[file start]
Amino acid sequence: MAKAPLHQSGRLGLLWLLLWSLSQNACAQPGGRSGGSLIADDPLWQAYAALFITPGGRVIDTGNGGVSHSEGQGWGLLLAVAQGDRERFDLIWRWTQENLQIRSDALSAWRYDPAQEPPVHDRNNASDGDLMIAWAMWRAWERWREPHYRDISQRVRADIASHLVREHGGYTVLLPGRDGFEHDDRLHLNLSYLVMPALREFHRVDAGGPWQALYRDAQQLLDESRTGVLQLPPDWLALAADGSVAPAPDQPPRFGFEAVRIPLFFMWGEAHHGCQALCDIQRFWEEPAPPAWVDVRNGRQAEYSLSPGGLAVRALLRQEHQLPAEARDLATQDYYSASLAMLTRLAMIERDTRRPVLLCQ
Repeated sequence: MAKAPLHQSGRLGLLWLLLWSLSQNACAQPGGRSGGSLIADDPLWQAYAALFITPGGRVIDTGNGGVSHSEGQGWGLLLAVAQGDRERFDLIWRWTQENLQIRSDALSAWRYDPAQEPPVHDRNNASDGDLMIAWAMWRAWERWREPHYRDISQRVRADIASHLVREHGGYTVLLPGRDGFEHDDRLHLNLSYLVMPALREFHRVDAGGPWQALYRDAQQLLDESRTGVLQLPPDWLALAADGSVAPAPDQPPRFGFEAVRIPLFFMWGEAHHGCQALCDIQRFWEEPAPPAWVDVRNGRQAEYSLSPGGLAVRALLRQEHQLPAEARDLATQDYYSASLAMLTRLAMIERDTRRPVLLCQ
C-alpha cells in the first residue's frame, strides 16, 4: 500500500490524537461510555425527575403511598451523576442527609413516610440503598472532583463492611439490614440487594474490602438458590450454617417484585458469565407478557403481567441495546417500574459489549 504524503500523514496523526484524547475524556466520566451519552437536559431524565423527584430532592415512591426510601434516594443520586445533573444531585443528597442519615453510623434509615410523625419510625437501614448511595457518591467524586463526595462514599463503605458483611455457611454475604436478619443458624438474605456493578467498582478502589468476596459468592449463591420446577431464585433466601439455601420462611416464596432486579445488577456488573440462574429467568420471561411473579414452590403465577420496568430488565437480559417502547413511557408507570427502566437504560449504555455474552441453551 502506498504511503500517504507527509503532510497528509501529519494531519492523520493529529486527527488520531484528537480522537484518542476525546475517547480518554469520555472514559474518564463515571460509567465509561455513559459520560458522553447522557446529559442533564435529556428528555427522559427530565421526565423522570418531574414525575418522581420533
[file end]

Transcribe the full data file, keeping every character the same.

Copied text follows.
Amino acid sequence: MAKAPLHQSGRLGLLWLLLWSLSQNACAQPGGRSGGSLIADDPLWQAYAALFITPGGRVIDTGNGGVSHSEGQGWGLLLAVAQGDRERFDLIWRWTQENLQIRSDALSAWRYDPAQEPPVHDRNNASDGDLMIAWAMWRAWERWREPHYRDISQRVRADIASHLVREHGGYTVLLPGRDGFEHDDRLHLNLSYLVMPALREFHRVDAGGPWQALYRDAQQLLDESRTGVLQLPPDWLALAADGSVAPAPDQPPRFGFEAVRIPLFFMWGEAHHGCQALCDIQRFWEEPAPPAWVDVRNGRQAEYSLSPGGLAVRALLRQEHQLPAEARDLATQDYYSASLAMLTRLAMIERDTRRPVLLCQ
Repeated sequence: MAKAPLHQSGRLGLLWLLLWSLSQNACAQPGGRSGGSLIADDPLWQAYAALFITPGGRVIDTGNGGVSHSEGQGWGLLLAVAQGDRERFDLIWRWTQENLQIRSDALSAWRYDPAQEPPVHDRNNASDGDLMIAWAMWRAWERWREPHYRDISQRVRADIASHLVREHGGYTVLLPGRDGFEHDDRLHLNLSYLVMPALREFHRVDAGGPWQALYRDAQQLLDESRTGVLQLPPDWLALAADGSVAPAPDQPPRFGFEAVRIPLFFMWGEAHHGCQALCDIQRFWEEPAPPAWVDVRNGRQAEYSLSPGGLAVRALLRQEHQLPAEARDLATQDYYSASLAMLTRLAMIERDTRRPVLLCQ
C-alpha cells in the first residue's frame, strides 16, 4: 500500500490524537461510555425527575403511598451523576442527609413516610440503598472532583463492611439490614440487594474490602438458590450454617417484585458469565407478557403481567441495546417500574459489549 504524503500523514496523526484524547475524556466520566451519552437536559431524565423527584430532592415512591426510601434516594443520586445533573444531585443528597442519615453510623434509615410523625419510625437501614448511595457518591467524586463526595462514599463503605458483611455457611454475604436478619443458624438474605456493578467498582478502589468476596459468592449463591420446577431464585433466601439455601420462611416464596432486579445488577456488573440462574429467568420471561411473579414452590403465577420496568430488565437480559417502547413511557408507570427502566437504560449504555455474552441453551 502506498504511503500517504507527509503532510497528509501529519494531519492523520493529529486527527488520531484528537480522537484518542476525546475517547480518554469520555472514559474518564463515571460509567465509561455513559459520560458522553447522557446529559442533564435529556428528555427522559427530565421526565423522570418531574414525575418522581420533